James C. Walker, National Motorists Association

  23. I appreciate the actuarial perspective, but I think we have to look at the raw numbers. That we expose ourselves to 3+ trillion miles a year is part of the problem.

  24. Starting in many ways with Henry Ford in the early 1900s, the ability and affordability to travel wherever and whenever we want to work, shop, travel, worship, conduct business, and just enjoy our country transformed the USA to become the leader in the free world. Those that choose to live, work, shop, worship, etc. within a small range of distances have the full right to do so. Those of us who choose not to constrain our travels also have the full right to do so. It is called freedom.
    James C. Walker, National Motorists Association

  25. Interesting insight…unfortunately, negligence and impatience is a common trait I see in some European countries also… guess that driving isn’t for everyone (and maybe it shouldn’t be). For a couple of years I used to cycle everyday to university or to different locations across the city and recently, I mostly walk to my destinations. Now, I also have a driving license for some years, and I confess that at the start of my driving experience I also used to be impatient and had a tendancy to speed.

    However, after some, not so recent, episodes when I almost got ran over on the crosswalks by impatient drivers and got cut off on my bicycle by careless drivers, I started to be more careful and patient in my driving. Also, after seeing some gruesome photos and videos of car accident victims, I lost my stomach for speed and started paying more attention to road conditions. In the end, that impatience will not get you faster to your destinations (if it does, it’s insignificant); I only wish that other drivers might start to take these facts into consideration.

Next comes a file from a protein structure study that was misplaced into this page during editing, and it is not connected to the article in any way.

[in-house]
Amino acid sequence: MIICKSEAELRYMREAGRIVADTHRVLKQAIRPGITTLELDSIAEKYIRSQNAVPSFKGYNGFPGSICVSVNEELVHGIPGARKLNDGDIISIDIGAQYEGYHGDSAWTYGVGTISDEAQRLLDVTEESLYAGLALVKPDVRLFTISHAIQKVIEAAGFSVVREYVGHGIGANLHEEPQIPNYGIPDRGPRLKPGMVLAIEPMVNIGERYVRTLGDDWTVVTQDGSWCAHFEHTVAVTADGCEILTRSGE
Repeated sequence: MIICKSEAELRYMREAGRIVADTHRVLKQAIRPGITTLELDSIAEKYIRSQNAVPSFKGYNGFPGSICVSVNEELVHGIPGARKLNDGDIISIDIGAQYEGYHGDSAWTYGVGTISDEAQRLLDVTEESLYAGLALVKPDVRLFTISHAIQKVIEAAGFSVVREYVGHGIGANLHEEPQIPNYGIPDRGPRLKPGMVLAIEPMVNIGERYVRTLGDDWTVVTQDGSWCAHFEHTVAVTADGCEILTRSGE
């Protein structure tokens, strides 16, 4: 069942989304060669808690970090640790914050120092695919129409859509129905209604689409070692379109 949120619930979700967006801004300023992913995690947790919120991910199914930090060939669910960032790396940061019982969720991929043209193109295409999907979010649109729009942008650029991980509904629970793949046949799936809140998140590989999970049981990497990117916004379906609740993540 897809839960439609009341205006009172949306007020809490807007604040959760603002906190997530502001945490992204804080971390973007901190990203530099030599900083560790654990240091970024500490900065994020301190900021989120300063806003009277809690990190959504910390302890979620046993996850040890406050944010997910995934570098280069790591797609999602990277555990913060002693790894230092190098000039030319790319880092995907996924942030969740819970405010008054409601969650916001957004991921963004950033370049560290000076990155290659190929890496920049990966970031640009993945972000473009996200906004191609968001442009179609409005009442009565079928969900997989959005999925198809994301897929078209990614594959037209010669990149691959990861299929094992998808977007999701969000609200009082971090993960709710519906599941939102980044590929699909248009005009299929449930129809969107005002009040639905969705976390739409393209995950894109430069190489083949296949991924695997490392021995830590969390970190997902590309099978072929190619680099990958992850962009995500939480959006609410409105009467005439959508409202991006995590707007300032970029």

Also, regardless of what road safety solutions we might implement, I also believe that the starting point to solve or at least diminish these problems is better commuting education. As you said, maybe you don’t need to take the car everywhere you go; you could walk, cycle, take the bus, tram, taxi etc. And most importantly, maybe not all people should drive, and in that sense, harder driving lessons and exams spread across a longer period (a full year, for example) with a couple of years interval reexamination might just do the trick. Then we would also have fewer cars on the roads and those that drive are responsible and experienced so theoretically, road fatalies should also diminish.

    But in the mean time, I don’t see goverments interested in tackling the start of the problem, but more concerned about the end result (fines, jail terms, investments in more road infrastructure)…who knows, maybe the tide will change eventually. Safe journeys!

  26. Hans Selye, you forgot, “God Bless America” (gag) Come on, this sounds like a middle school marketing campaign. Once again, you reveal yourself as an unabashed shill. But hey, I suppose it is your job.

  27. Yes, I’ve see, SUVs climbing rocky mountain roads, and convertibles cruising down a empty ocean front highway at sunset … too bad it is only in commercials.